Identity Resilience Within the Coloured South African Community in Canada; Exploring the Impact of Settler Colonialism, Racialization and Diasporic Movement on Racial/Self Identification
Von Langsdorff, Gillian Yvonne
MetadataShow full item record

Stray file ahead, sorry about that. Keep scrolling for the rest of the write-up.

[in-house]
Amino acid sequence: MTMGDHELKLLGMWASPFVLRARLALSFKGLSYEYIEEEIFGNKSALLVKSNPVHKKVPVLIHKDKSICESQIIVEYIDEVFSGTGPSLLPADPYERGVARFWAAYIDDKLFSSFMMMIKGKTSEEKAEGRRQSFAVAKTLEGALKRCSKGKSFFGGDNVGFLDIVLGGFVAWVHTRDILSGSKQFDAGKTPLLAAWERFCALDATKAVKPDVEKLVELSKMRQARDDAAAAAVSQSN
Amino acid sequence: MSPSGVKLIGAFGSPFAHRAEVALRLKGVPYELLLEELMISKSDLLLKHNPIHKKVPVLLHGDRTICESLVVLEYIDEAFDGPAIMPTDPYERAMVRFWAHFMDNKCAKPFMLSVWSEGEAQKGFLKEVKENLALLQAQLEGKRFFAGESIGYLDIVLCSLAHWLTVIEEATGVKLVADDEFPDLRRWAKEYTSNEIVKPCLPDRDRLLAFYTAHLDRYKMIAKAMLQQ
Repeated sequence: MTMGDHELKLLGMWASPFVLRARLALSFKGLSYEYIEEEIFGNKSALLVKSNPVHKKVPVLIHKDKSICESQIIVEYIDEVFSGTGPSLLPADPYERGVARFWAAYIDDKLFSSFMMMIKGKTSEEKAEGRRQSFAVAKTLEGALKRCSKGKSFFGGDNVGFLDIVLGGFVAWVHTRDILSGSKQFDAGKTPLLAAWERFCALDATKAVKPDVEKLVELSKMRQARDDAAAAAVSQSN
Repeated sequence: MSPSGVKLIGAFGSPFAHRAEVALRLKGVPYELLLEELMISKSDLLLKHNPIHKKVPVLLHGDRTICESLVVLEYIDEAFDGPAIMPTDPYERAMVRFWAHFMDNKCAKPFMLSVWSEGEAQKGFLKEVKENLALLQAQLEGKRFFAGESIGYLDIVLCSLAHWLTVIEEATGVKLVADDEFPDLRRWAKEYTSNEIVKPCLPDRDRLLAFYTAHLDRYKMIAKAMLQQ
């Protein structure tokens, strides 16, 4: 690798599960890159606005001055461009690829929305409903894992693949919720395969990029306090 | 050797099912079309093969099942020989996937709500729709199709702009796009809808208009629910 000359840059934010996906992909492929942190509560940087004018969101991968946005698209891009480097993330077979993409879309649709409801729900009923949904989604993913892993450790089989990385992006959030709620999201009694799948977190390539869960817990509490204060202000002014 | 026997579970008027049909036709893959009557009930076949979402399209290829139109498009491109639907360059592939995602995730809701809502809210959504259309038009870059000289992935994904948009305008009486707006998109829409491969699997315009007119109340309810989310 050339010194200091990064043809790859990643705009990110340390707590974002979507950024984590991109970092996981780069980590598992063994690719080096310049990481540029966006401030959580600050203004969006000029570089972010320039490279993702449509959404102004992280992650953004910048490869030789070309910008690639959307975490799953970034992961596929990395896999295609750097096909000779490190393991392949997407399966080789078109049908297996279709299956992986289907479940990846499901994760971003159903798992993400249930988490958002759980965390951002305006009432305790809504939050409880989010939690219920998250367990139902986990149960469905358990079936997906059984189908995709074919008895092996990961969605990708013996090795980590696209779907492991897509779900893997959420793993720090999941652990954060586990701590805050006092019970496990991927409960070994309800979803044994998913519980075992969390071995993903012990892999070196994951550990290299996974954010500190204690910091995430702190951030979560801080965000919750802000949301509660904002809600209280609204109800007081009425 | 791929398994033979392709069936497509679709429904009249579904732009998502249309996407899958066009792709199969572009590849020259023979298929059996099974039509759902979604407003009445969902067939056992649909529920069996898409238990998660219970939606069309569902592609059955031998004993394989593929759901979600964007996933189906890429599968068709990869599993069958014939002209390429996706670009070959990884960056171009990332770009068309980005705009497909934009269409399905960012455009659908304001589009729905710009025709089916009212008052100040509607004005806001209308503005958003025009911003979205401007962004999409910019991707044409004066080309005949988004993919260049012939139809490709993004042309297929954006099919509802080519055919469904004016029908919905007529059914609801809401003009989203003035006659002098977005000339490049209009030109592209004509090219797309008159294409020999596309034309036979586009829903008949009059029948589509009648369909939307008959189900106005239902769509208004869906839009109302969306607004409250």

This thesis is an interdisciplinary examination of the resilience of Coloured South African racial identity/self identification. I assert that the dark legacy of settler colonialism, and its concomitant racialization and diasporic movement resulted in the persistence of many identity/traits within immigrant Coloureds living in the Toronto area, long after their departure from South Africa. Coloured identity remains complex and often contradictory while continuing to impact the lives of these immigrants. Existing research and my personal knowledge supplements the life narratives of three Coloured South African interlocutors who emigrated to Canada in the late 1960s, during the tightening of apartheid legislation and heightened violence against non-whites. Only scanty information exists on this sizeable exodus. This study additionally provides a broader understanding of the persistence of settler colonialism, the impact of racialization and diasporic movement, expands existing research on Coloured South Africans and the multifaceted and problematic position of being interracial, during apartheid.